Micheal 'The Bison' Essien (VIDEO)

As Michael Essien celebrated his 33rd birthday last Thursday, and we take a look back over some of the greatest moments in Essien’s illustrious career.

Michael Essien made his competitive senior debut in the 2002 Africa Cup of Nations against Morocco on 21 January 2002 but had played for Ghana in a pre-tournament friendly against Egypt on 4 January 2002.

Already, there were great expectations for the midfielder; the previous year, he had starred at the 2002 FIFA World Youth Championship, guiding the Black Satellites to the final where they were defeated by a Javier Saviola-inspired Argentina.

While Essien has accrued 57 international caps in the intervening years, it’s fair to say that his international career has been riddled with disappointment.

"Playing for your country is an honour. I love my country and I always want to give back to them. It was a disappointment, but that’s football,” Essien told The Guardian in July 2015.

“I could have done with winning the Africa Cup of Nations. You can’t win them all,” he said.

He has been capped 58 times by Ghana since 2002, scoring 9 goals.

First League title for Lyon

In July 2000, Essien was signed by Division 1 club Bastia and made his debut for the club on 30 September 2000 in a league match against Metz appearing as a substitute for captain Laurent Casanova.

In the 2002/03 season, Essien developed into an undisputed starter under new manager Gerard Gill. Following the campaign, in which Bastia finished mid-table for the third consecutive season, Essien drew interest from PSG, Lyon, and Marseille.

Paris Saint-Germain made Bastia the best offer and it was accepted, but Essien rejected PSG's contract offer, and instead agreed terms with the two-time defending champions Lyon, who paid Bastia €7.8 million for the transfer The midfielder scored only five minutes into his OL debut, opening the scoring against Auxerre in the Trophee des Champions match. Eighty-five minutes later, Essien had his first honour in French football Essien featured in the match that gave Lyon the title (a 3-0 home victory over Lille) and scored three goals during his maiden Ligue 1 season on the Rhone.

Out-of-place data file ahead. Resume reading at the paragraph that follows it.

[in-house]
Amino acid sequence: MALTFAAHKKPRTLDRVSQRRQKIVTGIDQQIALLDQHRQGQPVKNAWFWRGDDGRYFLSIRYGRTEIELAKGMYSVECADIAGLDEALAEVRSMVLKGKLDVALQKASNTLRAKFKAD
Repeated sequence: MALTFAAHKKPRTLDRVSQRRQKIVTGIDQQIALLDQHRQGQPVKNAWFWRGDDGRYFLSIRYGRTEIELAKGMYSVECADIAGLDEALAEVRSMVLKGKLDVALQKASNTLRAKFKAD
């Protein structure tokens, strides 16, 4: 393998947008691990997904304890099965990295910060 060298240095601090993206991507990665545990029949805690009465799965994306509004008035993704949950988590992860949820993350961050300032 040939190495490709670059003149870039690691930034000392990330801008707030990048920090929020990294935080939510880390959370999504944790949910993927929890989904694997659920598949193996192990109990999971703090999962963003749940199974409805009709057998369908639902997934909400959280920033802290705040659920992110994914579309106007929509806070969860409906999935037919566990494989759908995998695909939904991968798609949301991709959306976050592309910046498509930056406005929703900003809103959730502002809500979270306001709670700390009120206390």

Most expensive African player

On 14 August 2005, Lyon and Chelsea agreed a £24.4 million fee for the Ghanaian, finally ending one of the longest-running transfer sagas. At the time, the fee made Essien Chelsea's most expensive signing of all time, beating the £24 million they paid for Didier Drogba the previous summer.

Similarly, the fee—the most paid for an African player ever—not only confirmed Essien’s place as one of the most devastating players in the world game, coming as acknowledgement for his excellent time in France, it also catapulted him into one of the most dominant English teams of recent memory. He made his debut as a second half substitute against Arsenal on 21 August 2005, wearing the number 5 on his shirt. Essien joined a title-winning team, becoming Chelsea’s then-most expensive signing in the process. He went on to add a new dimension to the Blues midfield.

Third best player in Africa

As 2006 drew to a close, Essien could look back on a magnificent year. He had won the Premier League and guided Ghana to the last 16 of the World Cup. To round things off, he was celebrated in several end-of-year awards—further confirmation of his burgeoning talent and devastating ability to decide contests and inspire those around him. He was nominated for both the 2006 Ballon d’Or and the 2006 FIFA World Player of the Year award, he came third in CAF’s African Footballer of the Year award and was named BBC African Footballer of the Year. It was apt celebration and recognition for one of the continent’s star performers.

That goal against Barcelona

On 6 May 2009, Essien scored a stunning left-footed volley in the second leg of the UEFA Champions League semi-final against Barcelona, a tie that Chelsea ultimately lost due to the away goal rule. That goal didn't mean too much as Andres Iniesta’s late equaliser saw the Catalonians through, and the match was largely overshadowed by the post-match fiasco of vehement Chelsea complaints towards the referee. The goal was voted as Chelsea’s 2009 Goal of the Season; it was a finish worthy of winning the Champions League, let alone of gracing an ill-fated semi-final.